For his part S expressed his acceptance of guilt on the basis of strict liability. However, it was not possible to accept his contention that he was so divorced from the running of the nominee company that he was not able to exercise better governance than was demonstrated.
While M was the litigation partner and certainly distant from the running of the nominee company, he too had to accept responsibility as a director of that company, which was managing large sums of money on behalf of others. He failed in his obligation to ensure that the company was being run properly and in accordance with all of its compliance regulations.
There were no aggravating features relating to M. However, in respect of S and B, both of whom faced charges arising out of the first report, the numerous breaches of regulations after December 2012 were clearly an aggravating feature.
Both S and B had one previous finding of “unsatisfactory conduct”. In B's case this related to stale trust account balances, thus, at the lower end of the scale and not a seriously aggravating feature.
In S's case the previous finding disclosed a somewhat concerning lack of understanding about conflicts of interest, but was a matter where the practitioner had put things right with the client. Given that S was now retired and would not be holding a practising certificate there was no need to comment further on the conflict issue.
Mitigating features included the fact that all three practitioners had fully co-operated with the Law Society investigation at all stages. All three practitioners had also co-operated in the process of prosecuting these charges and, indicated a willingness to negotiate a plea at a relatively early stage. The practitioners deserved considerable credit for this approach.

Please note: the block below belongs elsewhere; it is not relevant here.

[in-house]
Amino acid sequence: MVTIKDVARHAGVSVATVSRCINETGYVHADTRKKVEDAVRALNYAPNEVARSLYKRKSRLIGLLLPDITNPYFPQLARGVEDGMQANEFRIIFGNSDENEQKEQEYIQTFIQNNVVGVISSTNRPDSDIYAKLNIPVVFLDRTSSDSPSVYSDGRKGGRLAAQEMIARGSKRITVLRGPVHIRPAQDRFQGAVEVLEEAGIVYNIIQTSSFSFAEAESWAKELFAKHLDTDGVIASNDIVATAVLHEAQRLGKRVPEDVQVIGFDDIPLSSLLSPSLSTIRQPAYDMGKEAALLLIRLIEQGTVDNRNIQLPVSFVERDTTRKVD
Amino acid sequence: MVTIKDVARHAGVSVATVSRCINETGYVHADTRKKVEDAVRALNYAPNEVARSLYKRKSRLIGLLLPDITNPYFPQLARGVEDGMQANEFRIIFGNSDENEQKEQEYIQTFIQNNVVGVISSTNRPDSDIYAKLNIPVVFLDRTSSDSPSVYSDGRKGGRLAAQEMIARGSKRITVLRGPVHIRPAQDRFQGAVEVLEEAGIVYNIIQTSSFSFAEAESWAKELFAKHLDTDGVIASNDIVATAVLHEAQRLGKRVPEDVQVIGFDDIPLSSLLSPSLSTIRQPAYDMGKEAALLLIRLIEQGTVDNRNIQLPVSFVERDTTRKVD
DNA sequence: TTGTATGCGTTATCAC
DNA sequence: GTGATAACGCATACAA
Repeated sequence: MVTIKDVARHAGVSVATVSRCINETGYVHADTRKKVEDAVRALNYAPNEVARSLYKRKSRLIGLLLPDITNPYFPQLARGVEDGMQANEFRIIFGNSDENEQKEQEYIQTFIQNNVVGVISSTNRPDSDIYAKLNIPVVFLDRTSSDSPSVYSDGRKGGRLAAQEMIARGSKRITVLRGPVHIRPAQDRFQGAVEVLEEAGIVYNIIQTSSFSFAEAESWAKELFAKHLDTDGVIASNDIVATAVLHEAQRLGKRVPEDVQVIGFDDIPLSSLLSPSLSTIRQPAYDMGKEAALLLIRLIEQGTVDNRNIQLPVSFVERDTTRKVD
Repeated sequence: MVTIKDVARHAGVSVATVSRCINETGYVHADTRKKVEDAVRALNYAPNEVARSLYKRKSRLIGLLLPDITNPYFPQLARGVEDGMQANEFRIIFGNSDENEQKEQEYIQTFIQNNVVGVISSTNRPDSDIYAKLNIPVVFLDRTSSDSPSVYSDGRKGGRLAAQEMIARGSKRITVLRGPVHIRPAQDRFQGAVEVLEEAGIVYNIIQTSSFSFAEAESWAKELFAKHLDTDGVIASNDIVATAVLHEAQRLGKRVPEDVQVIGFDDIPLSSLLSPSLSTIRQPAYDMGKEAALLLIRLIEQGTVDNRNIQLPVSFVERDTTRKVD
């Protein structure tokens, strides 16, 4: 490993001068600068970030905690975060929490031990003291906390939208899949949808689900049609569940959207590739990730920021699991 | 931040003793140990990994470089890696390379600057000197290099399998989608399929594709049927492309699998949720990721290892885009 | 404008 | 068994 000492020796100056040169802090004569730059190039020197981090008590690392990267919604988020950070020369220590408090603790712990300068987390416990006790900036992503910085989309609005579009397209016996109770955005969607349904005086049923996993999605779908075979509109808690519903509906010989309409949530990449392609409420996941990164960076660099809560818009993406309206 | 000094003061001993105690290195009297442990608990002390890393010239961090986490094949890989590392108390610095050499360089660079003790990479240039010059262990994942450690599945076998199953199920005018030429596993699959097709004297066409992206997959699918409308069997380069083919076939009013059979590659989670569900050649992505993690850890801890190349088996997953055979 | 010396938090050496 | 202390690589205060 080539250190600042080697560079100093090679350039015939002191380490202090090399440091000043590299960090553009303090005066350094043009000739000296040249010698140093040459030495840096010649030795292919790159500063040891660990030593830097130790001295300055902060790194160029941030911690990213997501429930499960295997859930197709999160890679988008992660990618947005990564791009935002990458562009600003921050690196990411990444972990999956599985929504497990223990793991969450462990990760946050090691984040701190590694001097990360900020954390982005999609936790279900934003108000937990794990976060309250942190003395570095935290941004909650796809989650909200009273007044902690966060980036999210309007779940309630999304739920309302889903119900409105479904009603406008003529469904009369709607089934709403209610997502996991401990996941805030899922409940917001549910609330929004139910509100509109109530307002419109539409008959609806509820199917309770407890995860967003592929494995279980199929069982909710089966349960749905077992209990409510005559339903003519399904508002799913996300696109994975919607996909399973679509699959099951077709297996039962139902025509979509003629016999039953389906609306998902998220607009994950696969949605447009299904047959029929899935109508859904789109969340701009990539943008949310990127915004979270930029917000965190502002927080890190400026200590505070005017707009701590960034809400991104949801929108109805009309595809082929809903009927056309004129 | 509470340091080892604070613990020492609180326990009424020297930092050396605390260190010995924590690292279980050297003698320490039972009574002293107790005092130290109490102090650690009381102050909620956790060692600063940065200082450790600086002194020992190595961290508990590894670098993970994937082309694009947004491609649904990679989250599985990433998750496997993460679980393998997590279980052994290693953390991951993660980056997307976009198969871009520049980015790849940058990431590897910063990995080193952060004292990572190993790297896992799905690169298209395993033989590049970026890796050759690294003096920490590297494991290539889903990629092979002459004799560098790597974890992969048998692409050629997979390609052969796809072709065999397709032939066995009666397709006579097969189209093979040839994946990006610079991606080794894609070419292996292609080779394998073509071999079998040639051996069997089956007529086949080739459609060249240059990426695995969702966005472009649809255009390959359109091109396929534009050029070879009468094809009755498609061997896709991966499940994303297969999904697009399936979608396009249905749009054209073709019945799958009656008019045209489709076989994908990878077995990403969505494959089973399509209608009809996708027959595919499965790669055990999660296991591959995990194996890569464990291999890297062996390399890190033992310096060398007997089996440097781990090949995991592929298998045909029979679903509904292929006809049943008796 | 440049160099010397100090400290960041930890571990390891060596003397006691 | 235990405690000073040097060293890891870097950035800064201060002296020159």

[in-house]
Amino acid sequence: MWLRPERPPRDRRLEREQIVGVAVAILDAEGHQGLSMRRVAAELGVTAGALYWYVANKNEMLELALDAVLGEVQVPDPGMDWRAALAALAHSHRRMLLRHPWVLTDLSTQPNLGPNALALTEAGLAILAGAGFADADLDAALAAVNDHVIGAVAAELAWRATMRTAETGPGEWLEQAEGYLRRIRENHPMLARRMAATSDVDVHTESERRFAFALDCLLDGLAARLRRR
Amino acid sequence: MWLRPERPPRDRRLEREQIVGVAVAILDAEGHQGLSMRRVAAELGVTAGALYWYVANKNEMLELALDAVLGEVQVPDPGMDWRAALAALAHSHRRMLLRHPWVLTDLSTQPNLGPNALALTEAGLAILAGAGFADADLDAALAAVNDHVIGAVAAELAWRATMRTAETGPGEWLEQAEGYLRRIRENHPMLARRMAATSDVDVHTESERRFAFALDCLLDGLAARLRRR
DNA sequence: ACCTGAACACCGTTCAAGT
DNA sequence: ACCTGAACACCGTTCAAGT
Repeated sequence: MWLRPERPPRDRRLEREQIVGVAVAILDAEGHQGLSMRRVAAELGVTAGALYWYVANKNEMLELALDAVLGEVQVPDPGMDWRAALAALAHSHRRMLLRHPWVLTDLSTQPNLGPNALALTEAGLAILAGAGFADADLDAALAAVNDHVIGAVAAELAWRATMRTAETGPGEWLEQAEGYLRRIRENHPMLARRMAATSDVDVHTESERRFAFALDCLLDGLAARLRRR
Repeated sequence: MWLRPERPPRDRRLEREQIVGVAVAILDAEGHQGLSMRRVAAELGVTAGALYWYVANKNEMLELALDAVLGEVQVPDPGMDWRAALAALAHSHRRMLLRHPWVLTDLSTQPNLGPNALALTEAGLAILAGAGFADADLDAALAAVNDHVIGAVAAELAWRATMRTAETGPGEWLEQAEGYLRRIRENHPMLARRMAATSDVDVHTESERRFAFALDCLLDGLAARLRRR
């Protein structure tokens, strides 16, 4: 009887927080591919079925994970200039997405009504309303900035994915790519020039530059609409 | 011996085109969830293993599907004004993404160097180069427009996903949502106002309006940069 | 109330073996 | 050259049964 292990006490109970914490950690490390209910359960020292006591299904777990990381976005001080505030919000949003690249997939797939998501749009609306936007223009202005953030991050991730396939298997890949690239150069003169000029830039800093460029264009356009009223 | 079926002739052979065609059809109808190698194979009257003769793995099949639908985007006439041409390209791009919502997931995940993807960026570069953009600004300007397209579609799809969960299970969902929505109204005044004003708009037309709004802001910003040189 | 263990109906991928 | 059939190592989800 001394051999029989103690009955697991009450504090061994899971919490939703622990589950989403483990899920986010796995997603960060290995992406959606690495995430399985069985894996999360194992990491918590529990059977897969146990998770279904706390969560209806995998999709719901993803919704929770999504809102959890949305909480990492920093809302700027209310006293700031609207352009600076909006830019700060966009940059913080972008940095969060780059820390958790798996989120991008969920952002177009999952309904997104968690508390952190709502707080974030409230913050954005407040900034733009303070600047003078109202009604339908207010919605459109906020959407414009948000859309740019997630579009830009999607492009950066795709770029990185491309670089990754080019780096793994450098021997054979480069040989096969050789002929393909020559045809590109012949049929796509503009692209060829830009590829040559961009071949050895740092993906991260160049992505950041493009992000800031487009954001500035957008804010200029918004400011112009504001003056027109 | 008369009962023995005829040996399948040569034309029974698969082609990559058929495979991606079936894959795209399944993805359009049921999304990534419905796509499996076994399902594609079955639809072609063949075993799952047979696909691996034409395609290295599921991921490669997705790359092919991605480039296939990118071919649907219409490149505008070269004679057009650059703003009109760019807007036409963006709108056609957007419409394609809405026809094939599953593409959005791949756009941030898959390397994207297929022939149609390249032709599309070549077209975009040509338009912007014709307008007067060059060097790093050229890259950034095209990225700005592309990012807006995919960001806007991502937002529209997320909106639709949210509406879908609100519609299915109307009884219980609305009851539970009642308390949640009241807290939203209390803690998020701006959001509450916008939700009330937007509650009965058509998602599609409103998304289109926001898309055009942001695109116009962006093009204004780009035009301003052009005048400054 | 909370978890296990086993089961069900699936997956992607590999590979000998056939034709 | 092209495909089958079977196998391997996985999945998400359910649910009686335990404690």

A further mitigating feature was the manner in which the practitioners had assiduously worked to wind up the nominee company and return, as far as possible, the investment funds to their clients. They had spent some hundreds of hours in this endeavour.
The partners had also replaced a number of investments with funds of their own, in the order of $500,000. While this was money which might well be returned to them in due course, it would appear that they had taken on some of the less viable investments and they deserved some credit for those actions.
All three practitioners had provided references which attested to their long and committed service to the profession and their clients. All three had enjoyed enviable reputations and were clearly distraught at this fall from grace.
There were a number of overseas authorities supporting that suspension was not necessary to achieve the purposes of penalty ( and .) A proper and responsible approach by a practitioner could be taken into account in determining whether suspension was necessary for the protection of the public and upholding of the profession's reputation (Fendall).) The principle of the least restrictive intervention as enunciated in Daniels was also accepted.
Notwithstanding that S had retired, a suspension was necessary to reflect the overall seriousness of the offending and to fulfil the objectives of maintaining public confidence in the provision of legal services. professional standards and the status of the legal profession.
In respect of the two charges of misconduct and two charges of negligence of such a degree or frequency as to tend to bring the profession into disrepute, a proper period of suspension for B was nine months. In addition, censure was imposed.
It was not clear that the loss of the $50,000 by the estate in which the complainant had an interest as a beneficiary was directly attributable to the actions of these practitioners. To make a proper assessment of whether the loss was occasioned by the regulatory defaults in this case would require much more significant evidence including evidence from valuers, possibly real estate agents and others. That was a matter best left to the civil jurisdiction and not assumed by this Tribunal. The practitioners were not insurers of their client's investments ( ). An order for compensation was declined.
This had been a significant prosecution. However, the evidence itself was straightforward, being based on the two comprehensive reports of the Law Society Inspector. Having regard to the constructive approach adopted by the practitioners, the reasonable costs of the prosecution were $65,000. The proper apportionment of those costs to the practitioners ought to be: for B — $36,000 costs; S — $23,000 costs; and M costs of $6,000.
While there was a ground for name suppression advanced as to family members sharing the same...